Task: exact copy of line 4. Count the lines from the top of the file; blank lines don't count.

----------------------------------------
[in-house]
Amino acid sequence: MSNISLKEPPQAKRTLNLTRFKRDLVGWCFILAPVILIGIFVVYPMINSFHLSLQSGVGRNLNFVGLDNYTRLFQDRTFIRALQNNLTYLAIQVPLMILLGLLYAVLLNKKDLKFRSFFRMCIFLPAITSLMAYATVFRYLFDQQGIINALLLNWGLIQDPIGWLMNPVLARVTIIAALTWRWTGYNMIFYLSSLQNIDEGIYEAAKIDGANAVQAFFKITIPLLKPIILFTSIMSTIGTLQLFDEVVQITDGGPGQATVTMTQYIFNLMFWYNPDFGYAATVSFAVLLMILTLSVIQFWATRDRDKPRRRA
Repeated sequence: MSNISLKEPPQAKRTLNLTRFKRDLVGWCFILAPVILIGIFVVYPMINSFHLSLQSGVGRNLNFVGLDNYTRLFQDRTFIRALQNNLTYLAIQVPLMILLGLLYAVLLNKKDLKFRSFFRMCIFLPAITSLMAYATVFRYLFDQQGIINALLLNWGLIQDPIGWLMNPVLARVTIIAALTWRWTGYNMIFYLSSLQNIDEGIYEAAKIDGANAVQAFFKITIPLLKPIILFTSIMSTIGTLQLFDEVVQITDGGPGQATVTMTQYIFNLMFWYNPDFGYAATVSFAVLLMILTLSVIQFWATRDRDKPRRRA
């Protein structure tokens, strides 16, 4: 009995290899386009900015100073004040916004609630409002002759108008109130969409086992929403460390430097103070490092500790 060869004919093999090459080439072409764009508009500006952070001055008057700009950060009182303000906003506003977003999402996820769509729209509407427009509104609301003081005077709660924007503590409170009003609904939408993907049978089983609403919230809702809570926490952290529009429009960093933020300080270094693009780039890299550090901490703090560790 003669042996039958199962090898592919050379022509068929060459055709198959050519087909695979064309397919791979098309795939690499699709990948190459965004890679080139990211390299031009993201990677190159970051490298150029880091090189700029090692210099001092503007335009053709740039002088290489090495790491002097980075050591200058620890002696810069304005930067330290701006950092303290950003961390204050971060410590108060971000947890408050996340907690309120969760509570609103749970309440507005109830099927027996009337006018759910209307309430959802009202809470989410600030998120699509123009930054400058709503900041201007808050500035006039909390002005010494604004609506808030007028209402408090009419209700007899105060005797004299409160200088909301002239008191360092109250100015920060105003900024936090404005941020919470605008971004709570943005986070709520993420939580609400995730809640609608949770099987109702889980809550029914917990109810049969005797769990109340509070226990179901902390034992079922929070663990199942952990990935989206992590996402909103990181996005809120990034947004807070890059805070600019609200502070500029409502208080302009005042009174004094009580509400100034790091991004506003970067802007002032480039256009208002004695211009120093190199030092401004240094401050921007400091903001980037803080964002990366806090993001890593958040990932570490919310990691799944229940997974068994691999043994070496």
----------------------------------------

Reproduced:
């Protein structure tokens, strides 16, 4: 009995290899386009900015100073004040916004609630409002002759108008109130969409086992929403460390430097103070490092500790 060869004919093999090459080439072409764009508009500006952070001055008057700009950060009182303000906003506003977003999402996820769509729209509407427009509104609301003081005077709660924007503590409170009003609904939408993907049978089983609403919230809702809570926490952290529009429009960093933020300080270094693009780039890299550090901490703090560790 003669042996039958199962090898592919050379022509068929060459055709198959050519087909695979064309397919791979098309795939690499699709990948190459965004890679080139990211390299031009993201990677190159970051490298150029880091090189700029090692210099001092503007335009053709740039002088290489090495790491002097980075050591200058620890002696810069304005930067330290701006950092303290950003961390204050971060410590108060971000947890408050996340907690309120969760509570609103749970309440507005109830099927027996009337006018759910209307309430959802009202809470989410600030998120699509123009930054400058709503900041201007808050500035006039909390002005010494604004609506808030007028209402408090009419209700007899105060005797004299409160200088909301002239008191360092109250100015920060105003900024936090404005941020919470605008971004709570943005986070709520993420939580609400995730809640609608949770099987109702889980809550029914917990109810049969005797769990109340509070226990179901902390034992079922929070663990199942952990990935989206992590996402909103990181996005809120990034947004807070890059805070600019609200502070500029409502208080302009005042009174004094009580509400100034790091991004506003970067802007002032480039256009208002004695211009120093190199030092401004240094401050921007400091903001980037803080964002990366806090993001890593958040990932570490919310990691799944229940997974068994691999043994070496």